Sarah adjust to making onfarm decisions for themselves it’s also helping them meet their obligations as an employer in their first season sharemilking, Sarah says.

Staff records and meeting employment legislation obligations is made easy with staff filling out their time sheets on the phone app.

Sarah and Doug can monitor their hours in real time and can adjust the roster if necessary. It also means they’re not waiting or looking for dirty timesheets to come in at the end of every week and having to record the information twice.

They have a staff meeting every Sunday evening and can assign tasks to employees through the app which can be ticked off when the job is done.

They can set reminders in the calendar for regular jobs that need doing such as cleaning out the sediment trap weekly or doing vehicle maintenance. It means the tasks don’t just fall off the radar, Sarah says.

For health and safety recording any staff member can simply sign in visitors and contractors on their phone and even take a photo of them if necessary.

Staff also have the hazard map at hand on their phone and can record any new hazards or incidents directly on the app.

It’s an easy tool for any staff member to get used to and use, she says.

“When I left for Vanuatu I had an iPod – in that four years technology just seemed to take off. I wouldn’t call myself tech-savvy.

“And English is Doug’s 11th language – but the app is easy to understand and it’s easy to communicate with staff. It shows you how easy phones and apps are to use.”

Because Sarah works four days a week the programme also gives her the ability to keep track of what’s happening onfarm while she is away.

The FarmIQ mapping tool has multiple benefits including making it simple to record farm pasture cover.

Doug does his farm pasture walk with his phone and records pasture cover directly into the app. When he finishes the farm walk he has the data instantly available to make decisions on grazing rotations.

The map programme also makes it easy to work out how to divide a paddock into break fencing and work out how much supplement to feed out.

“In FarmIQ you can draw an interior fence line and it gives you the exact area of the breaks and the pasture cover.

“People with experience just have to look at a paddock of grass and know how to break it up and what supplement is needed. But when it’s an awkwardly shaped paddock, it’s great to have this tool especially while we are learning.”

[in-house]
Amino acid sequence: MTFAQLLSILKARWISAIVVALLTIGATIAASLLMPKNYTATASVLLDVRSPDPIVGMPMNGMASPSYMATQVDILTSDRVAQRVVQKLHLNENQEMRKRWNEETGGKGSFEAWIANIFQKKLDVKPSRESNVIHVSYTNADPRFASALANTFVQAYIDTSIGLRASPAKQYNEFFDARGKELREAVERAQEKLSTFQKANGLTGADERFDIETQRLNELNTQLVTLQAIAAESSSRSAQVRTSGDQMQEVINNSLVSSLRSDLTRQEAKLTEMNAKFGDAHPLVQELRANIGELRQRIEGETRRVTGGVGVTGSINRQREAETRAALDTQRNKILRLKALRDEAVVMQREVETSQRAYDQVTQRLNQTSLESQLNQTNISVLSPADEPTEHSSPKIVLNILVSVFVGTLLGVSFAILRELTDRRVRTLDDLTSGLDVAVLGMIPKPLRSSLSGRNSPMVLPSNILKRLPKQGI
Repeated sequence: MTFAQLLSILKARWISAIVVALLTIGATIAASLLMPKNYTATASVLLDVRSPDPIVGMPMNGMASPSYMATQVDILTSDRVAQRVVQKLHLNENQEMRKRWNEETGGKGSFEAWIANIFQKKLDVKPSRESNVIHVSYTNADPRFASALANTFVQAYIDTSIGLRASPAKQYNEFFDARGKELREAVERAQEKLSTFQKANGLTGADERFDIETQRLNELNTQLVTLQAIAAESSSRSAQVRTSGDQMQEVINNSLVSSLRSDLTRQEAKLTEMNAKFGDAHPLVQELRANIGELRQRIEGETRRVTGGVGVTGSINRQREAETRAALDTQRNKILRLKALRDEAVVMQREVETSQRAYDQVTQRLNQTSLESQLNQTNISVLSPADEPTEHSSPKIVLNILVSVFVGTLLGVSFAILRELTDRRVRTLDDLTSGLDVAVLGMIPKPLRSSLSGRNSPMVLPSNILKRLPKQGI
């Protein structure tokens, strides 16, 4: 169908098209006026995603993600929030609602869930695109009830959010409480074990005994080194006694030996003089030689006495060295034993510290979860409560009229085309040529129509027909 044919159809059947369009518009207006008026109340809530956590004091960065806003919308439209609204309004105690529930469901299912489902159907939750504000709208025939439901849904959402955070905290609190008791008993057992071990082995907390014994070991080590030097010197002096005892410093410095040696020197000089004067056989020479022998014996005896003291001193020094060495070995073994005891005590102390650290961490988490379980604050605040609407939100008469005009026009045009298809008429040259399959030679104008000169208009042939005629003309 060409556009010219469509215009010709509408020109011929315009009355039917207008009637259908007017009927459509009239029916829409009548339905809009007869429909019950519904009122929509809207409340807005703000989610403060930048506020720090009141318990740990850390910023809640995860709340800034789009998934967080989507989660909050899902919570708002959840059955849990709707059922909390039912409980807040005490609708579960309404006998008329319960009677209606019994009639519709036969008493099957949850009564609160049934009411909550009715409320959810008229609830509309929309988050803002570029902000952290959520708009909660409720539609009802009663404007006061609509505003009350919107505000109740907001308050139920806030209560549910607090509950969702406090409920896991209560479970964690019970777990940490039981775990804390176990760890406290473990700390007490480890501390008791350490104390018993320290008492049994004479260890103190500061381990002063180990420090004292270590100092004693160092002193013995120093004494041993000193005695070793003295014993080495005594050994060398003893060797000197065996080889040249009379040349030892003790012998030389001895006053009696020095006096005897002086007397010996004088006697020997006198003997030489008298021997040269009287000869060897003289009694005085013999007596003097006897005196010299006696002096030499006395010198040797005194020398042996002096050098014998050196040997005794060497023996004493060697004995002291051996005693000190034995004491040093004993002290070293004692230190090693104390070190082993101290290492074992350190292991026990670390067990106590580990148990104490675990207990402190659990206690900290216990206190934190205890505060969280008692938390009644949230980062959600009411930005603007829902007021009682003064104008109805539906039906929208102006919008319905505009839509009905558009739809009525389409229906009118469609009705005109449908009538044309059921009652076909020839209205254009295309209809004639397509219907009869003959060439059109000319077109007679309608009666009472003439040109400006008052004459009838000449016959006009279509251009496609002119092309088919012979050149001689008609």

A heat map shows the best and worst-performing paddocks for grass growth over time and Sarah is looking forward to having a year’s worth of data to make decisions on pasture renewal going forward.

“There is a heap of capacity in here I haven’t even investigated yet. It’s as complex as you want it to be.”

The map feature also gives them the ability to draw in and record effluent irrigation runs and fertiliser applications which then makes the data easily accessible for a nutrient budget.

“Putting fertiliser on the farm the other day, I just had to click on the paddocks I wanted done, it gave me an area amount and a map which I could send through to the fertiliser company.”

Having that information so readily at hand and knowing which paddocks respond best to fertiliser is going to become even more important with the Healthy Rivers Plan Change coming in, she says.

FarmIQ also offers the opportunity to attach historical farm information to each paddock. Being able to collate historical information easily is all part of the succession plan, Sarah says.

The map feature allows Sarah to mark existing and former water lines, taps, or hazards, and write up any important characteristics of each paddock.

Sarah’s mission since returning to the family farm has been to extract her father’s knowledge about the history of the property in order to retain knowledge and maintain the legacy of Flavall Farm.

“If something happened to dad a few years ago, all that knowledge would have been lost and we would have been relying on the sharemilker for information.

“The story of us coming back to the farm – it’s not just coming back to work here, it’s about the history of the place and continuing the legacy of previous generations.”